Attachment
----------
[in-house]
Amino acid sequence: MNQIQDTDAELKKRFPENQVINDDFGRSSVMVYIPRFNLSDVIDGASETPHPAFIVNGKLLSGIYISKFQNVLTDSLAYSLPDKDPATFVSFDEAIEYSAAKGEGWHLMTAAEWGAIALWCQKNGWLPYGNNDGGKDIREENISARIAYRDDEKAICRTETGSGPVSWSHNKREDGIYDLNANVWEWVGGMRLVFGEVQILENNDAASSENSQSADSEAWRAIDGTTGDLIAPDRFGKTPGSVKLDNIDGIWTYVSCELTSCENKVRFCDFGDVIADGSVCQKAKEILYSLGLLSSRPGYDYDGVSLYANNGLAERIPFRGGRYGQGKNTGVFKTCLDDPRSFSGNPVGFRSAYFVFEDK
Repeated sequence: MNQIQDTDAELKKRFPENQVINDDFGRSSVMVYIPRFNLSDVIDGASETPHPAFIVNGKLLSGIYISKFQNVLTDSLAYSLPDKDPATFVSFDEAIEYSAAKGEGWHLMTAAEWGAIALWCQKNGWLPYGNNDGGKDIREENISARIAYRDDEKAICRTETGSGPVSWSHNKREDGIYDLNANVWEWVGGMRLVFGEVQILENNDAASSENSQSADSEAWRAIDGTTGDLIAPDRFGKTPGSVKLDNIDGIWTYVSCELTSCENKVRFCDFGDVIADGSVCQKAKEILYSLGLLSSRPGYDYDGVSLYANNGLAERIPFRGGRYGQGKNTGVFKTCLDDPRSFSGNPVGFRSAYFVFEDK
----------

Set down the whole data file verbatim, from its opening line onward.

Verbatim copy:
[in-house]
Amino acid sequence: MNQIQDTDAELKKRFPENQVINDDFGRSSVMVYIPRFNLSDVIDGASETPHPAFIVNGKLLSGIYISKFQNVLTDSLAYSLPDKDPATFVSFDEAIEYSAAKGEGWHLMTAAEWGAIALWCQKNGWLPYGNNDGGKDIREENISARIAYRDDEKAICRTETGSGPVSWSHNKREDGIYDLNANVWEWVGGMRLVFGEVQILENNDAASSENSQSADSEAWRAIDGTTGDLIAPDRFGKTPGSVKLDNIDGIWTYVSCELTSCENKVRFCDFGDVIADGSVCQKAKEILYSLGLLSSRPGYDYDGVSLYANNGLAERIPFRGGRYGQGKNTGVFKTCLDDPRSFSGNPVGFRSAYFVFEDK
Repeated sequence: MNQIQDTDAELKKRFPENQVINDDFGRSSVMVYIPRFNLSDVIDGASETPHPAFIVNGKLLSGIYISKFQNVLTDSLAYSLPDKDPATFVSFDEAIEYSAAKGEGWHLMTAAEWGAIALWCQKNGWLPYGNNDGGKDIREENISARIAYRDDEKAICRTETGSGPVSWSHNKREDGIYDLNANVWEWVGGMRLVFGEVQILENNDAASSENSQSADSEAWRAIDGTTGDLIAPDRFGKTPGSVKLDNIDGIWTYVSCELTSCENKVRFCDFGDVIADGSVCQKAKEILYSLGLLSSRPGYDYDGVSLYANNGLAERIPFRGGRYGQGKNTGVFKTCLDDPRSFSGNPVGFRSAYFVFEDK